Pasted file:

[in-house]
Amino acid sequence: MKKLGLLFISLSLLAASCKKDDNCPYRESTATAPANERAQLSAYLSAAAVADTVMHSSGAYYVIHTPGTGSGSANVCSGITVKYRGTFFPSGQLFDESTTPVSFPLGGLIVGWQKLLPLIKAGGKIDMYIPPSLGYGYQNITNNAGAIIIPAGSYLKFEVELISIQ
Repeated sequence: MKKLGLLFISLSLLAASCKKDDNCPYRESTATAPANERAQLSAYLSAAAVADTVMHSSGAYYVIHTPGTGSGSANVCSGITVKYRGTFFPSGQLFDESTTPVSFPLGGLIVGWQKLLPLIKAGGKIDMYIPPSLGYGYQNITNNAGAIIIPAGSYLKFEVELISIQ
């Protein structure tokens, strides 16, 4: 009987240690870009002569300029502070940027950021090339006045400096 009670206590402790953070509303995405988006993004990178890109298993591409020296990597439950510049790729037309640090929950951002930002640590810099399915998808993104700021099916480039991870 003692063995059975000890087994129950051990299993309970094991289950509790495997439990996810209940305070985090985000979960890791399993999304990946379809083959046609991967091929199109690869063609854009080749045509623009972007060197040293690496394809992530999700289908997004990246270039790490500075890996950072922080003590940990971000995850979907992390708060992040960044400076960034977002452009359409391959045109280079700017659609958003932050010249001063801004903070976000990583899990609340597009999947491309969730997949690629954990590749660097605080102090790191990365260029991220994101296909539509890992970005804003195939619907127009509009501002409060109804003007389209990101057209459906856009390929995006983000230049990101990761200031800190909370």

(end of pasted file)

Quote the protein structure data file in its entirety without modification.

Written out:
[in-house]
Amino acid sequence: MKKLGLLFISLSLLAASCKKDDNCPYRESTATAPANERAQLSAYLSAAAVADTVMHSSGAYYVIHTPGTGSGSANVCSGITVKYRGTFFPSGQLFDESTTPVSFPLGGLIVGWQKLLPLIKAGGKIDMYIPPSLGYGYQNITNNAGAIIIPAGSYLKFEVELISIQ
Repeated sequence: MKKLGLLFISLSLLAASCKKDDNCPYRESTATAPANERAQLSAYLSAAAVADTVMHSSGAYYVIHTPGTGSGSANVCSGITVKYRGTFFPSGQLFDESTTPVSFPLGGLIVGWQKLLPLIKAGGKIDMYIPPSLGYGYQNITNNAGAIIIPAGSYLKFEVELISIQ
């Protein structure tokens, strides 16, 4: 009987240690870009002569300029502070940027950021090339006045400096 009670206590402790953070509303995405988006993004990178890109298993591409020296990597439950510049790729037309640090929950951002930002640590810099399915998808993104700021099916480039991870 003692063995059975000890087994129950051990299993309970094991289950509790495997439990996810209940305070985090985000979960890791399993999304990946379809083959046609991967091929199109690869063609854009080749045509623009972007060197040293690496394809992530999700289908997004990246270039790490500075890996950072922080003590940990971000995850979907992390708060992040960044400076960034977002452009359409391959045109280079700017659609958003932050010249001063801004903070976000990583899990609340597009999947491309969730997949690629954990590749660097605080102090790191990365260029991220994101296909539509890992970005804003195939619907127009509009501002409060109804003007389209990101057209459906856009390929995006983000230049990101990761200031800190909370």